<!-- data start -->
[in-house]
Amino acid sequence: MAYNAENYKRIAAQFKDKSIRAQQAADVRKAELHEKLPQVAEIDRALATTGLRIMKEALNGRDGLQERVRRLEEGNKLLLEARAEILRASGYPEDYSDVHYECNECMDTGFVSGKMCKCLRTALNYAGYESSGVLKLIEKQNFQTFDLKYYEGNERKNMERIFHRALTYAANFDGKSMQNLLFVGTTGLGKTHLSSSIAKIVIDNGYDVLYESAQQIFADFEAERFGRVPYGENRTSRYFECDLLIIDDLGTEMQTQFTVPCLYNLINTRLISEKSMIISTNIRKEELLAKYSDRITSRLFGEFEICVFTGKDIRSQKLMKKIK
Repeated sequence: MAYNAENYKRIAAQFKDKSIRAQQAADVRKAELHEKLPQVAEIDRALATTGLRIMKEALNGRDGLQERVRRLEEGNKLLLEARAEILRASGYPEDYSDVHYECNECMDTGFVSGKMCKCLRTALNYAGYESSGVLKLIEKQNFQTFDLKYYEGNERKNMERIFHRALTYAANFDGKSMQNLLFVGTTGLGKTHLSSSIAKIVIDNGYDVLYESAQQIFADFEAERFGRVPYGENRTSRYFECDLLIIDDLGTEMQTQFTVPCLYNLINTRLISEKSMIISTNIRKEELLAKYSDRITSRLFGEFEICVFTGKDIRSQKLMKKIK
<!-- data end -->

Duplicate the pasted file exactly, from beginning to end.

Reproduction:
[in-house]
Amino acid sequence: MAYNAENYKRIAAQFKDKSIRAQQAADVRKAELHEKLPQVAEIDRALATTGLRIMKEALNGRDGLQERVRRLEEGNKLLLEARAEILRASGYPEDYSDVHYECNECMDTGFVSGKMCKCLRTALNYAGYESSGVLKLIEKQNFQTFDLKYYEGNERKNMERIFHRALTYAANFDGKSMQNLLFVGTTGLGKTHLSSSIAKIVIDNGYDVLYESAQQIFADFEAERFGRVPYGENRTSRYFECDLLIIDDLGTEMQTQFTVPCLYNLINTRLISEKSMIISTNIRKEELLAKYSDRITSRLFGEFEICVFTGKDIRSQKLMKKIK
Repeated sequence: MAYNAENYKRIAAQFKDKSIRAQQAADVRKAELHEKLPQVAEIDRALATTGLRIMKEALNGRDGLQERVRRLEEGNKLLLEARAEILRASGYPEDYSDVHYECNECMDTGFVSGKMCKCLRTALNYAGYESSGVLKLIEKQNFQTFDLKYYEGNERKNMERIFHRALTYAANFDGKSMQNLLFVGTTGLGKTHLSSSIAKIVIDNGYDVLYESAQQIFADFEAERFGRVPYGENRTSRYFECDLLIIDDLGTEMQTQFTVPCLYNLINTRLISEKSMIISTNIRKEELLAKYSDRITSRLFGEFEICVFTGKDIRSQKLMKKIK